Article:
The invention is a fibrinogen receptor antagonist of the formula: ##STR2## wherein: A is H, acylamido, aminoacylamido, or N-methylaminoacylamido;
R and R1, same or different, are H, methyl, ethyl, or lower alkyl having from 1 to 5 carbons;
X-Y is S--S, CH2 --S, S--CH2, CH2 CH2, CH2 CH2 CH2, CH2 --S--S, CH2 --S--S--CH2, S--S--CH2 ;
B is a D or L- α-amino acid;
C is a D- or L secondary amino acid selected from proline or β-methylproline, β,β- dimethylproline, γ-hydroxyproline, anhydroproline, thioproline, β-methylthioproline, β,β-dimethylthioproline, pipecolic acid, azetidine carboxylic acid or an N methyl amino acid or D- or L-primary amino acids Arg, His or Asn;
D is an L-isomer of argine, homoarginine, guanido amino butyric acid or guanido aminopropionic acid; and
E is H,COOH, CONH2, CONHR2, CONR3 R4 or ##STR3## wherein R2 is an alkyl group having 1 to 4 carbons, and R3 R4 is an alkyl group having from 2 to 6 carbons, and NR3 R4 is a secondary amino acid.
Preferred compounds are cyclic peptides of the invention in their acid forms. More preferred compounds are those where:
A is acylamido;
R and R1 are H;
X-Y is S-S;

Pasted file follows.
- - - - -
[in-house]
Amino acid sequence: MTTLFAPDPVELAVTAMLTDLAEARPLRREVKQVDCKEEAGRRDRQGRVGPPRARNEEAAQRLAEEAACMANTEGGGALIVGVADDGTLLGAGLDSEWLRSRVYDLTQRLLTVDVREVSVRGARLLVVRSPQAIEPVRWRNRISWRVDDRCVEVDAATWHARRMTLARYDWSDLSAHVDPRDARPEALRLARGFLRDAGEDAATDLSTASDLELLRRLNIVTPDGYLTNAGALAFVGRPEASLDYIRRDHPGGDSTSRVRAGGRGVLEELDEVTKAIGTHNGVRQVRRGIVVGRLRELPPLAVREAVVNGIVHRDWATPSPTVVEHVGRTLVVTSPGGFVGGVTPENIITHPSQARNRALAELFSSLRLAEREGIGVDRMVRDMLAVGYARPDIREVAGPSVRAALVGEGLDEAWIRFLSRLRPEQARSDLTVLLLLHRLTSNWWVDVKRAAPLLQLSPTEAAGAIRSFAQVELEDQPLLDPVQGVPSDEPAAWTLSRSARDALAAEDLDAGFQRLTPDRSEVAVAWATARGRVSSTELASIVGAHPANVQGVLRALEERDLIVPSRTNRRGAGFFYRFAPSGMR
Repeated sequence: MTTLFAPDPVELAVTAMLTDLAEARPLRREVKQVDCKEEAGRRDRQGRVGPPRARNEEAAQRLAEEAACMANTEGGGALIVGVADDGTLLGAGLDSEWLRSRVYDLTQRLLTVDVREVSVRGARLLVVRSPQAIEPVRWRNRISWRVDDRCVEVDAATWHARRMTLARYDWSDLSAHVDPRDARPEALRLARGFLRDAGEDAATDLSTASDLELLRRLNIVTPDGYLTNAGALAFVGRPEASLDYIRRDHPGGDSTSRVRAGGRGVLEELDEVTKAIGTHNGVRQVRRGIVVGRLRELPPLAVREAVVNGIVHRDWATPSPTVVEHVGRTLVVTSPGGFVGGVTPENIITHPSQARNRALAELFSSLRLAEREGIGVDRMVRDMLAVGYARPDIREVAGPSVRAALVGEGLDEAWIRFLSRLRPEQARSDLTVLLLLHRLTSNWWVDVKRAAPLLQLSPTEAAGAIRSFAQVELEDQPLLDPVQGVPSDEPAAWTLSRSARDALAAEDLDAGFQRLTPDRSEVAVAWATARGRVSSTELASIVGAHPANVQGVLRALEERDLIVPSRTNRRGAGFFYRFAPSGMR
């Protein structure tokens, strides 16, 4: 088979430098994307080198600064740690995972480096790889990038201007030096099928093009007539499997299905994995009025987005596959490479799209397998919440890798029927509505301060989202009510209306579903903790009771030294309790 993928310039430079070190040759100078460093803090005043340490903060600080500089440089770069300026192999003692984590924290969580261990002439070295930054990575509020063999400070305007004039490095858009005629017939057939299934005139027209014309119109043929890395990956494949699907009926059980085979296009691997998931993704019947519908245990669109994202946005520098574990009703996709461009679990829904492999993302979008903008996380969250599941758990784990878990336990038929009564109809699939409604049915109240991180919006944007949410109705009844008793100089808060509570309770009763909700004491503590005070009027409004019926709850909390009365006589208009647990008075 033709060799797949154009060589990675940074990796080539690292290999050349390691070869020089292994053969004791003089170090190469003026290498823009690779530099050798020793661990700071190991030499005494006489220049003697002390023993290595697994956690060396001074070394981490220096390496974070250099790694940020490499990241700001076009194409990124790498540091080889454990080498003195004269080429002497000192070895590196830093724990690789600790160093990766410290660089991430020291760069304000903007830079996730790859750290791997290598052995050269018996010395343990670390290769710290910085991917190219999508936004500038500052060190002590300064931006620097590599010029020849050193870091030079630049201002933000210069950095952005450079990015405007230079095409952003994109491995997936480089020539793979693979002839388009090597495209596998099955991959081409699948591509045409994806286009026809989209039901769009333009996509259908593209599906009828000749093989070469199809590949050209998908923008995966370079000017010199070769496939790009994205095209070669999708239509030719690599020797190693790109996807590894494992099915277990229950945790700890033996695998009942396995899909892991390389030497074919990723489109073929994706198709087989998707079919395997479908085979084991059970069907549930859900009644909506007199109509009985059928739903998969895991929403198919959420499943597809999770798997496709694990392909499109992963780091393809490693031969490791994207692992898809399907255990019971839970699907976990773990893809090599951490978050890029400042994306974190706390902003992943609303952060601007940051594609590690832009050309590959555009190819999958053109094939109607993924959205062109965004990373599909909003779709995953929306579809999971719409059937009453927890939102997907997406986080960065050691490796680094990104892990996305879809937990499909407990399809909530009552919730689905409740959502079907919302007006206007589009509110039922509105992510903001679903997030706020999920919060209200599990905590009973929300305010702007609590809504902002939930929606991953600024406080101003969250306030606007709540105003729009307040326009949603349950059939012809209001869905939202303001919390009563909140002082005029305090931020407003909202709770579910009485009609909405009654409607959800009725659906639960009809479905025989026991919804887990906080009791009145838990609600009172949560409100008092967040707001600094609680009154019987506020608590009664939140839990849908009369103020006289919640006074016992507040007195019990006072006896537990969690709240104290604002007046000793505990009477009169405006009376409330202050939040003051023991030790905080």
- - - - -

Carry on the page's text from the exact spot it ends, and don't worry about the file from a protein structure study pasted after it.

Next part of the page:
B is L-asparagine;
C is a secondary amino acid selected from the group consisting of proline, thioproline or β,β, -dimethylthioproline;
D is arginine; and
E is COOH.
More preferred compounds are: ##STR4##
Unless otherwise indicated, all cyclic peptides are in the acid form, and all amino acids are the L-isomeric form. Most preferred cyclic peptides are those of the acid form. Aha represents amino heptanoic acid.
The invention also includes compositions, comprising fibrinogen receptor antagonist peptides of the present invention and one or more pharmacologically acceptable carriers, e.g. water, at a pharmacologically acceptable pH, which are suitable for intravenous or bolus administration for promoting inhibition of platelet aggregation.
The invention also includes methods for inhibiting platelet aggregation which comprise administering to a patient, either by intravenous or bolus method, an effective amount of a composition of the present invention.
Compounds of the invention are cyclic fibrinogen receptor antagonists which inhibit fibrinogen induced platelet aggregation These compounds are prepared by solid phase synthesis which is well known in the art, or by liquid method well known in the art (Neurath, Hill & Boeder, Eds. "The Proteins" 3rd Edition, Vol. II, Academic Press (1976).
The compounds have a relatively short duration of activity which makes them desirable for use in therapeutic treatments where prevention of platelet aggregation over a short period of time is desirable. They are highly potent compounds which are less susceptible to metabolic degradation.